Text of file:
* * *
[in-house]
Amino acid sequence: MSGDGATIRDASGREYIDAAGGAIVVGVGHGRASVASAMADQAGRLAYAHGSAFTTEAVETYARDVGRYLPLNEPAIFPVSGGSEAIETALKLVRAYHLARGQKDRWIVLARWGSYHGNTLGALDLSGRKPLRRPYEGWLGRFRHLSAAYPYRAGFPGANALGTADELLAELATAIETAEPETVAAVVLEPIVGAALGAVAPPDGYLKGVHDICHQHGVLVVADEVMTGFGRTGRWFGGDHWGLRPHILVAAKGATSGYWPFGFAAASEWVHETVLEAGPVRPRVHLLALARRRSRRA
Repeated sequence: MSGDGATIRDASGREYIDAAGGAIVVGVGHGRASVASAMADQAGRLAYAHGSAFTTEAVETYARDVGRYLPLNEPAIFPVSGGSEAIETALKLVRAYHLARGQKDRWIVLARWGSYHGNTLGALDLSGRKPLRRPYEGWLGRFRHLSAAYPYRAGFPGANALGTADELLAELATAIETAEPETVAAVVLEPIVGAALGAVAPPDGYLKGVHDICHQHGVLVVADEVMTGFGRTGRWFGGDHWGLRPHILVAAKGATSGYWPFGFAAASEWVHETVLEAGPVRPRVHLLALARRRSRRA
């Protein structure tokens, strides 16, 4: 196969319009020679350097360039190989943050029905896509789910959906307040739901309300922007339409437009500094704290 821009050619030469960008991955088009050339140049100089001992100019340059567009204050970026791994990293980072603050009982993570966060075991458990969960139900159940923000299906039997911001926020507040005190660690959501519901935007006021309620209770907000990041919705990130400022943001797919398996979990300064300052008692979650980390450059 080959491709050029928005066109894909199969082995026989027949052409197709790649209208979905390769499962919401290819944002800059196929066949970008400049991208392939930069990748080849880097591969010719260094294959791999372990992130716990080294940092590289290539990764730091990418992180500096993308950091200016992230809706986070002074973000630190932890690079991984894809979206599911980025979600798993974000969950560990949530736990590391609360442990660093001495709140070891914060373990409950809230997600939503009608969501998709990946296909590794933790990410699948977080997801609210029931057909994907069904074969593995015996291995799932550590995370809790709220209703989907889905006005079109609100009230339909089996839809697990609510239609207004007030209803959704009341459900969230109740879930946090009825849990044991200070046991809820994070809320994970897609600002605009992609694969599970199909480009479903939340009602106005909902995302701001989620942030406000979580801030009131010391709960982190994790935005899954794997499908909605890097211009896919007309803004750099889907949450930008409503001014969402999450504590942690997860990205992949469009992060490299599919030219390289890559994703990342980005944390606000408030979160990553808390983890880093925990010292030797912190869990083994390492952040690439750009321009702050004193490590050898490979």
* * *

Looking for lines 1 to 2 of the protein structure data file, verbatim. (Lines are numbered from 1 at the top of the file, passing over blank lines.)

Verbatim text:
[in-house]
Amino acid sequence: MSGDGATIRDASGREYIDAAGGAIVVGVGHGRASVASAMADQAGRLAYAHGSAFTTEAVETYARDVGRYLPLNEPAIFPVSGGSEAIETALKLVRAYHLARGQKDRWIVLARWGSYHGNTLGALDLSGRKPLRRPYEGWLGRFRHLSAAYPYRAGFPGANALGTADELLAELATAIETAEPETVAAVVLEPIVGAALGAVAPPDGYLKGVHDICHQHGVLVVADEVMTGFGRTGRWFGGDHWGLRPHILVAAKGATSGYWPFGFAAASEWVHETVLEAGPVRPRVHLLALARRRSRRA